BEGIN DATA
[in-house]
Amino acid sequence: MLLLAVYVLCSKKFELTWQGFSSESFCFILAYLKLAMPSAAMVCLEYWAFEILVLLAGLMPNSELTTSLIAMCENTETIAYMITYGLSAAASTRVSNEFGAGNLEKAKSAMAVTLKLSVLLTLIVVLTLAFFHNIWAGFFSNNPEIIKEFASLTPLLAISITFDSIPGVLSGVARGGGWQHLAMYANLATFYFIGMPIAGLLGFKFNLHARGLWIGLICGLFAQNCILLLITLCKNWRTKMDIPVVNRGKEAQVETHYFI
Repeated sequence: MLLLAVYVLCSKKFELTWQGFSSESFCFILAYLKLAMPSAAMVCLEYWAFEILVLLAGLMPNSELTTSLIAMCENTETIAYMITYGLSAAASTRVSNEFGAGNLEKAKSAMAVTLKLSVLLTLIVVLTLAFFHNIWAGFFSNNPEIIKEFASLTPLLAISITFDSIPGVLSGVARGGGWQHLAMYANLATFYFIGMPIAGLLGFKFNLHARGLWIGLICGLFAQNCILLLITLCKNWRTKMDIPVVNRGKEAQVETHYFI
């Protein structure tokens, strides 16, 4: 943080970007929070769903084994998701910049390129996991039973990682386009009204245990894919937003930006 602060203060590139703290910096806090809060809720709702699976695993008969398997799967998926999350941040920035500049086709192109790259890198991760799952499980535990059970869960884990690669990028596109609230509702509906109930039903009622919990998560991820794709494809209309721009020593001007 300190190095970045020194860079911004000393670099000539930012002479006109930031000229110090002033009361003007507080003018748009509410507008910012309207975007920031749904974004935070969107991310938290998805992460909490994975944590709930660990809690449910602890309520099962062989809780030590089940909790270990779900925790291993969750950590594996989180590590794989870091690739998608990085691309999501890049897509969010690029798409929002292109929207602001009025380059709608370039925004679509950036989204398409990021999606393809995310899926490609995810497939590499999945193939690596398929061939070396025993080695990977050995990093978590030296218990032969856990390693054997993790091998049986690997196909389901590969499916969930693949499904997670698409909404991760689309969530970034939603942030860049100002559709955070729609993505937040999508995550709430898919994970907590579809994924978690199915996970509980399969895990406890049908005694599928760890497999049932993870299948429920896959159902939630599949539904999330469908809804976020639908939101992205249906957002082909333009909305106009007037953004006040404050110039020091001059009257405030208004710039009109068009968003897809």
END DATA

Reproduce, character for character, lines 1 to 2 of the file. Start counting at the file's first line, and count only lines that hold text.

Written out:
[in-house]
Amino acid sequence: MLLLAVYVLCSKKFELTWQGFSSESFCFILAYLKLAMPSAAMVCLEYWAFEILVLLAGLMPNSELTTSLIAMCENTETIAYMITYGLSAAASTRVSNEFGAGNLEKAKSAMAVTLKLSVLLTLIVVLTLAFFHNIWAGFFSNNPEIIKEFASLTPLLAISITFDSIPGVLSGVARGGGWQHLAMYANLATFYFIGMPIAGLLGFKFNLHARGLWIGLICGLFAQNCILLLITLCKNWRTKMDIPVVNRGKEAQVETHYFI